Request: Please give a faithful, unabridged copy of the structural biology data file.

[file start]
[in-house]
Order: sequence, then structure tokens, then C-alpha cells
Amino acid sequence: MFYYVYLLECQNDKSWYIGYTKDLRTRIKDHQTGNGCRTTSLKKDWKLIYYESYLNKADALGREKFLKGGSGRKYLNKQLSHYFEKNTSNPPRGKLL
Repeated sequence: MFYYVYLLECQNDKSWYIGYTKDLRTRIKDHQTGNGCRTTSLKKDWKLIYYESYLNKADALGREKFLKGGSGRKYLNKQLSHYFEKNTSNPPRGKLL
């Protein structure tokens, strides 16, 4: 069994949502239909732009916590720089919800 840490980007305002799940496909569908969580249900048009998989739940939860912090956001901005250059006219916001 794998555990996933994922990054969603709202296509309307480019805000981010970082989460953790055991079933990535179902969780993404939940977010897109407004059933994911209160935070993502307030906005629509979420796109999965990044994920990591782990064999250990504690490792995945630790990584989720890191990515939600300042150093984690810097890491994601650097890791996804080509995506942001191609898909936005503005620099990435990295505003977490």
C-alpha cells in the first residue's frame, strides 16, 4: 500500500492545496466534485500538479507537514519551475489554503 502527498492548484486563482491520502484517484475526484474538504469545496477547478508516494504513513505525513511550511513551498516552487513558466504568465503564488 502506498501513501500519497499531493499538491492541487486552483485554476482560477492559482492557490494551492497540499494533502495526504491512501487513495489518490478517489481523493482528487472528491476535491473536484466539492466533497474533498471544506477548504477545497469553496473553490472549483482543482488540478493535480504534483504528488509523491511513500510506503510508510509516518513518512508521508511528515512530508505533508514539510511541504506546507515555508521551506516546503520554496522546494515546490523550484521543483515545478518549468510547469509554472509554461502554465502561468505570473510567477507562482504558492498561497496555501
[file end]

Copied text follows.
[in-house]
Order: sequence, then structure tokens, then C-alpha cells
Amino acid sequence: MFYYVYLLECQNDKSWYIGYTKDLRTRIKDHQTGNGCRTTSLKKDWKLIYYESYLNKADALGREKFLKGGSGRKYLNKQLSHYFEKNTSNPPRGKLL
Repeated sequence: MFYYVYLLECQNDKSWYIGYTKDLRTRIKDHQTGNGCRTTSLKKDWKLIYYESYLNKADALGREKFLKGGSGRKYLNKQLSHYFEKNTSNPPRGKLL
């Protein structure tokens, strides 16, 4: 069994949502239909732009916590720089919800 840490980007305002799940496909569908969580249900048009998989739940939860912090956001901005250059006219916001 794998555990996933994922990054969603709202296509309307480019805000981010970082989460953790055991079933990535179902969780993404939940977010897109407004059933994911209160935070993502307030906005629509979420796109999965990044994920990591782990064999250990504690490792995945630790990584989720890191990515939600300042150093984690810097890491994601650097890791996804080509995506942001191609898909936005503005620099990435990295505003977490």
C-alpha cells in the first residue's frame, strides 16, 4: 500500500492545496466534485500538479507537514519551475489554503 502527498492548484486563482491520502484517484475526484474538504469545496477547478508516494504513513505525513511550511513551498516552487513558466504568465503564488 502506498501513501500519497499531493499538491492541487486552483485554476482560477492559482492557490494551492497540499494533502495526504491512501487513495489518490478517489481523493482528487472528491476535491473536484466539492466533497474533498471544506477548504477545497469553496473553490472549483482543482488540478493535480504534483504528488509523491511513500510506503510508510509516518513518512508521508511528515512530508505533508514539510511541504506546507515555508521551506516546503520554496522546494515546490523550484521543483515545478518549468510547469509554472509554461502554465502561468505570473510567477507562482504558492498561497496555501